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How Does Steinbeck Present Loneliness and Isolation in Of Mice and Men(TM)?

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How Does Steinbeck Present Loneliness and Isolation in 'Of Mice and Men'? 'Of Mice and Men' was first published in 1937 during the great depression and has had a great impact on workers in America since. Steinbeck got the name of the book from a line in a poem 'To a Mouse' by Robert Burns, the poem reads 'The best laid schemes o'Mice an' Men, gang aft agley, an' lea'e us nought but grief an' pain for promis'd joy!' meaning that The best laid schemes of mice and men, Go often wrong, And leaves us nothing but grief and pain, For promised joy! This relates to the end of the book where George shoots Lennie, this is the part where it often wrong because the dream is no longer as big as it was. The book follows the journey of two workers, George and Lennie, travelling from Weed across America to the 'Tyler ranch' in Northern California. The book starts by using descriptive language to get a picture into the readers mind, 'Golden foothill slopes' Steinbeck makes America sound like the perfect paradise even with all the racism and discrimination around at that time, people still wanted to go there in order to achieve 'the American Dream'. The setting of Soledad I think, relates to Lennie, 'Golden foothill slopes curve up to the strong and rocky Gabilan mountains', this echoes Lennie's personality as he is calm and gentle ...read more.


I think George does feel lonely but in the way where he can't speak to anybody except for Lennie, George has boundaries for what he can talk to Lennie about in case he forgets it or doesn't understand. When they arrive on the ranch, George has a sense of relief when he confides in Slim and tells him what happened back in Weed and also tells him how he used to tease Lennie and that's how they ended up travelling together, George feels less isolated because now he has someone to talk to that understands what happened and he can let it all off his chest without snapping at Lennie. Candy is the oldest worker on the ranch, now no use to anyone due to an injury that occurred on the ranch, he has only one hand. Candy joins George and Lennie in the fight of achieving 'The American Dream' and gives them money for the farmhouse. 'S'pose I went in with you guys...how'd that be?' Candy starts to feel less lonely because George is at least considering it at this time, whereas the rest of the workers wouldn't even give him a chance to speak about dreaming of it. He doesn't feel so restricted of where he goes and who he talks to because he knows he isn't going to be there for much longer. ...read more.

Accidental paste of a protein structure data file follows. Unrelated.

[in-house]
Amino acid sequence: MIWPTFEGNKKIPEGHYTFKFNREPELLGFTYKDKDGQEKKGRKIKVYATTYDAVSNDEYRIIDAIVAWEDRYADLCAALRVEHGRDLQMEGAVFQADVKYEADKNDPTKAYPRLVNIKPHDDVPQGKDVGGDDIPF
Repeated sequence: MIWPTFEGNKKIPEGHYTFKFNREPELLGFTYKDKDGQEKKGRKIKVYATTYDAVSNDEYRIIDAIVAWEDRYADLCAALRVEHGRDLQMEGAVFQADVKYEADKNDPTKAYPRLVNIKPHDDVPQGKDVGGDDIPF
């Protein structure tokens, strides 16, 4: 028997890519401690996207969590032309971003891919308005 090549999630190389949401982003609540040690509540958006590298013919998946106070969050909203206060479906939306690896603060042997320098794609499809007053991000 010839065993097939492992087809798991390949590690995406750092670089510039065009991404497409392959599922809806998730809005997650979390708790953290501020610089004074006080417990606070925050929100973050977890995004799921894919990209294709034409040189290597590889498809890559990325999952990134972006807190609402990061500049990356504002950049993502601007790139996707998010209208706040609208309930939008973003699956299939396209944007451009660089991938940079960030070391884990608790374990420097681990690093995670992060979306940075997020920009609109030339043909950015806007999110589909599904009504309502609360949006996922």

The quote at the end of the book 'Now what the hell ya suppose is eatin' them two guys?' These are the very last words in the book and are spoken by Carlson. Carlson only comes into the book when things are linked to loosing family, he shoots Candy's dog and shows no sympathy towards him. This suggests that Carlson is a very lonely character because he doesn't know what it's like to love someone and loose them. Slim shows sympathy and compassion towards George, and looks after him. This suggests that Slim knows what its like to loose family, and I think that's how he ended up alone on the ranch, because he lost his family so he decided to try and achieve the American Dream of making something out of nothing. George has to let go and 'put down' his own family, by killing Lennie, he also kills the dream, not just his, but Candy's aswell. George is now not only alone, but has isolated himself from everyone even more. Crook's predictions have come true which is no surprise to him, he's been there for years and has seen loads of workers have the same dream, but never believed that them would achieve it. The end of the book is left open for you to believe what you want, if you want to believe George and Candy got the farmhouse or whether you think George stayed at the ranch, there is no right answer so you create your own ending. ...read more.

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